On 28 September 1638 it was agreed that

“Mr. Bailiffe Silvester shall have a dore way out of his backside into the Guildhall Court for his private use to walk into the same court uppon condicon that hee suffer not the schoolboies which his brother teacheth to have any passage thither, and that Mr Silvester shall enjoy this during the pleasure of this house”.

On 6 May 1643 his son Thomas Silvester was matriculated at the University of Oxford by Exeter College. He was aged 16 and had to work at the college as a Servitor. He obtained his B.A. on 20 February 1646/7.

On 6 March 1645 Silvester was elected one of the eight Assistants and, as he happened to be Keykeeper again, paid himself the customary £5. In September that year he was elected Mayor of Oxford (for 1645/6), nominating the mercer William Cornish as his Chamberlain and proposing that Geoffrey Palmer be admitted free. On 11 August 1646 he was reimbursed for the £12 he spent on building a horse-guard in St Martin’s parish to prevent the soldiers who were garrisoned in the city during the residence of King Charles I using the hall as a horse-guard.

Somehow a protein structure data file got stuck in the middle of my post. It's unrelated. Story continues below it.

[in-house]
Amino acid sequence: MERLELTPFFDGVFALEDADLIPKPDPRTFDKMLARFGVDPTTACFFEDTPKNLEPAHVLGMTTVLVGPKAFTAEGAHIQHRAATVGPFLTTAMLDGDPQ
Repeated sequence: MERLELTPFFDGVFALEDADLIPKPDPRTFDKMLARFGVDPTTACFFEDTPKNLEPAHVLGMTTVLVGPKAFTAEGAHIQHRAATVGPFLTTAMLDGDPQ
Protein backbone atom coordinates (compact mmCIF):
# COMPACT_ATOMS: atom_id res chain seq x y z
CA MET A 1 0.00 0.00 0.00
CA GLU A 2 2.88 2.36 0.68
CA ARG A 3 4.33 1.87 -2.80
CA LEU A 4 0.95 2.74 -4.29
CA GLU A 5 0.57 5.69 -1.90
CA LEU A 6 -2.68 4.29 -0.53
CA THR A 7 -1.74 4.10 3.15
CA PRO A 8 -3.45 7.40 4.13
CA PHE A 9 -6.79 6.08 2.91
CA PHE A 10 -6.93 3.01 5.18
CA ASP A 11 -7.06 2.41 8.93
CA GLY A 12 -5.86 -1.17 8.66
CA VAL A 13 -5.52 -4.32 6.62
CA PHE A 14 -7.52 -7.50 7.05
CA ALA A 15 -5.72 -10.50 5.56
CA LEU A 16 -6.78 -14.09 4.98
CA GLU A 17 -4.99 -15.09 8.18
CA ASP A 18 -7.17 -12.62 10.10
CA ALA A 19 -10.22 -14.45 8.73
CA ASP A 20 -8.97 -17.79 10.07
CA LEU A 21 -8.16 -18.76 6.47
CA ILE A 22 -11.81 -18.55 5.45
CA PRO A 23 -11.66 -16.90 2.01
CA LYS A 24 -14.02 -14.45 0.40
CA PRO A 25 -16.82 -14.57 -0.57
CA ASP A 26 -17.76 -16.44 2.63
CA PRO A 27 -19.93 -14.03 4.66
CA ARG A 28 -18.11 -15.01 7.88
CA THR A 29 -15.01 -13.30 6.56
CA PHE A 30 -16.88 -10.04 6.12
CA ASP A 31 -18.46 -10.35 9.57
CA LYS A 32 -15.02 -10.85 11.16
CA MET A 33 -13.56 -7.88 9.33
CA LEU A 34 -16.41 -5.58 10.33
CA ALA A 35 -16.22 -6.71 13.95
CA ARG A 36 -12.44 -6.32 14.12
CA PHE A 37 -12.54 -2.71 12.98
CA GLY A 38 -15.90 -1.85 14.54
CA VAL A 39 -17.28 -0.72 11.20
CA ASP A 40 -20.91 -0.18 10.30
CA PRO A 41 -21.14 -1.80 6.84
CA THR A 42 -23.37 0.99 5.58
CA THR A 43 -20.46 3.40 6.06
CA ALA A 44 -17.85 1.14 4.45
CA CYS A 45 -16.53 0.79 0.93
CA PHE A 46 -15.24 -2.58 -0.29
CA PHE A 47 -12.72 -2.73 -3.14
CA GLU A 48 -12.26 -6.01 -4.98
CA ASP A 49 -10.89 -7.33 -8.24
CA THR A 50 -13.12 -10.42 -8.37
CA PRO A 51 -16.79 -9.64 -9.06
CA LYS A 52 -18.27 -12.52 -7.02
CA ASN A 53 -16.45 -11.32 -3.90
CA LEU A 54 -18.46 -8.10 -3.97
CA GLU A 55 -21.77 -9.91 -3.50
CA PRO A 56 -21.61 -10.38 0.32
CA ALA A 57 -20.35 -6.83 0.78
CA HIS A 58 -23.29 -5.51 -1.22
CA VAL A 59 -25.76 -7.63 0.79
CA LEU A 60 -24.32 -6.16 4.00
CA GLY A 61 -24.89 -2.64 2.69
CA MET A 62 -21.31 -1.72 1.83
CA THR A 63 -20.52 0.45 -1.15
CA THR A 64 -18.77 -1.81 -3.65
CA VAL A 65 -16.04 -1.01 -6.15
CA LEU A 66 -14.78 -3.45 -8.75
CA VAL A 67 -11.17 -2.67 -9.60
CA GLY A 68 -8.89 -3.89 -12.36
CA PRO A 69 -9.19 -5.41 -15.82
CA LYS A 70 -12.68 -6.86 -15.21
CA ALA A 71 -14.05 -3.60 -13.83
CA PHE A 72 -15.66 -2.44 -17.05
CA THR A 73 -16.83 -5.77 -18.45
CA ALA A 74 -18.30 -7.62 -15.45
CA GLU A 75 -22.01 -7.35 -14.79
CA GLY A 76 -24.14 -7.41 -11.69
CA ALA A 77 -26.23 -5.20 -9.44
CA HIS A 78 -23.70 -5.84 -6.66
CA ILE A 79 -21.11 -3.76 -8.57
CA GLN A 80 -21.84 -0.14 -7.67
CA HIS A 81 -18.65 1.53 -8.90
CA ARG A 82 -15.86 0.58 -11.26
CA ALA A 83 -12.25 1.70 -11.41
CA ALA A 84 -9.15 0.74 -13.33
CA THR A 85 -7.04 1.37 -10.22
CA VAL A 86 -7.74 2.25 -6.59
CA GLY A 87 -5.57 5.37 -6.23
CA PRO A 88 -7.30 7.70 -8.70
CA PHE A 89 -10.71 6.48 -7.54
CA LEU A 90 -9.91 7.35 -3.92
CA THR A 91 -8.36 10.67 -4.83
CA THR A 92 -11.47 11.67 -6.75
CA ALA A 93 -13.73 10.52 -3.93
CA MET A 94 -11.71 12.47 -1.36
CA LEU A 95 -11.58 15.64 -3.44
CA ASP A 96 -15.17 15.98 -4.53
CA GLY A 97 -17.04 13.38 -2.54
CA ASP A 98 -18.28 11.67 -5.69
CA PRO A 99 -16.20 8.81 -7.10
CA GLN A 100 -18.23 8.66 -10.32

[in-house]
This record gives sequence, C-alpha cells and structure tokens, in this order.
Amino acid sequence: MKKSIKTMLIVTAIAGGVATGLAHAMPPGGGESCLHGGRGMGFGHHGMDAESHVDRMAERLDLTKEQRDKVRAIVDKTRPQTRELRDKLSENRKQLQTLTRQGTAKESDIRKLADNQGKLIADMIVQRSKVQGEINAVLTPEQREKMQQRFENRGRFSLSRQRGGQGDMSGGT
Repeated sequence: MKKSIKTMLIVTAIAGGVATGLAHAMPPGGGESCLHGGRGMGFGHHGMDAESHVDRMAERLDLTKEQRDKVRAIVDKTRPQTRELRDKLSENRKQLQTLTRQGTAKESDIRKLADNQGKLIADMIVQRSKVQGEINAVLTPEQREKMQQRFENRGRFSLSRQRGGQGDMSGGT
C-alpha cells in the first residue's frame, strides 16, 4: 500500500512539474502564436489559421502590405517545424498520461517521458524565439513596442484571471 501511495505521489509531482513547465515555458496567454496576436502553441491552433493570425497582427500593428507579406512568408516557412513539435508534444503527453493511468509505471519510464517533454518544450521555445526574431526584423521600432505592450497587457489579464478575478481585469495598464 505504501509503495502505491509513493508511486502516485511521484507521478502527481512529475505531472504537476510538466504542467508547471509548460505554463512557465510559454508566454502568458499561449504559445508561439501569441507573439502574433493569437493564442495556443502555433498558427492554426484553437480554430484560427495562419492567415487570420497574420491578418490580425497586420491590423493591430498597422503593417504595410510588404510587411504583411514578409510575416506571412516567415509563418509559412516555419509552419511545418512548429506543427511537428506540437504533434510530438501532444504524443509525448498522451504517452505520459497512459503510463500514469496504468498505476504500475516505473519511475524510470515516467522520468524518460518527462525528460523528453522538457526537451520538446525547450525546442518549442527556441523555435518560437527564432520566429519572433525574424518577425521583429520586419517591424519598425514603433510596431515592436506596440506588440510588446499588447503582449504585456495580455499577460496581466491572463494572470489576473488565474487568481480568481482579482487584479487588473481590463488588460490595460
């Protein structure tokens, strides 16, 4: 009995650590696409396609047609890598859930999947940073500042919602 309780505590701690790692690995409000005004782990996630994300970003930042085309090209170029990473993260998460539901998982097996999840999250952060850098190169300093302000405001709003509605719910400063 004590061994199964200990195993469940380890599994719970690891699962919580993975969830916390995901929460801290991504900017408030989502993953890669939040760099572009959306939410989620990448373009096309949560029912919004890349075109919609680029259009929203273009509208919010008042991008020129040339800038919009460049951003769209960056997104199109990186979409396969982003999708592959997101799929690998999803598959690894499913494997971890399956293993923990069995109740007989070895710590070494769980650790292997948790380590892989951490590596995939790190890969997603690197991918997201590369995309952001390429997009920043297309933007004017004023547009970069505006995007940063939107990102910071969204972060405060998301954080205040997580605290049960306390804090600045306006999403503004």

On 27 June 1646 Silvester, as “justice of the peace”, promised to send for the churchwardens of the parishes of St Mary Magdalen and St Thomas to secure the arrears of the tax for “the visited”.

In September 1648 Silvester ceased to be a Mayor’s Assistant by an order of Parliament that forbade him and Humphrey Boddicott from being members of the house, presumably because of their royalist tendencies.

In early 1654 his son Thomas Silvester, now a Master of Arts, died. There is a note in the register of St Peter-in-the-East parish that on 30 March that year Thomas Silvester, son of Mr Henry Silvester, was buried at All Saints’ Church.

On 18 September 1654 Silvester’s apprentice James Hawkins was admitted free. In 1658 Silvester again paid rent for the two holes in the wall of the Guildhall, indicating that he still lived and traded at 135 High Street.